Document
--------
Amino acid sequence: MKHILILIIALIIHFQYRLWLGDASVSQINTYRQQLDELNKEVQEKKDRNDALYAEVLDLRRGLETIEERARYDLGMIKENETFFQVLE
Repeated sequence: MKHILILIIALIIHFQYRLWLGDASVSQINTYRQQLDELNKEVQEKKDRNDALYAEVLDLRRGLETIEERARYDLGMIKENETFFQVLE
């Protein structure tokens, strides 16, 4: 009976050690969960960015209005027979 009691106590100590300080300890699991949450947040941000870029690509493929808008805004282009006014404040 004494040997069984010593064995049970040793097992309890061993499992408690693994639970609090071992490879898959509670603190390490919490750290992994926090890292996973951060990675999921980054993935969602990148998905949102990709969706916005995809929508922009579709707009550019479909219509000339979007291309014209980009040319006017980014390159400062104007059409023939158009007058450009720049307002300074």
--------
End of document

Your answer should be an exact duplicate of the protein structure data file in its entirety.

Amino acid sequence: MKHILILIIALIIHFQYRLWLGDASVSQINTYRQQLDELNKEVQEKKDRNDALYAEVLDLRRGLETIEERARYDLGMIKENETFFQVLE
Repeated sequence: MKHILILIIALIIHFQYRLWLGDASVSQINTYRQQLDELNKEVQEKKDRNDALYAEVLDLRRGLETIEERARYDLGMIKENETFFQVLE
């Protein structure tokens, strides 16, 4: 009976050690969960960015209005027979 009691106590100590300080300890699991949450947040941000870029690509493929808008805004282009006014404040 004494040997069984010593064995049970040793097992309890061993499992408690693994639970609090071992490879898959509670603190390490919490750290992994926090890292996973951060990675999921980054993935969602990148998905949102990709969706916005995809929508922009579709707009550019479909219509000339979007291309014209980009040319006017980014390159400062104007059409023939158009007058450009720049307002300074």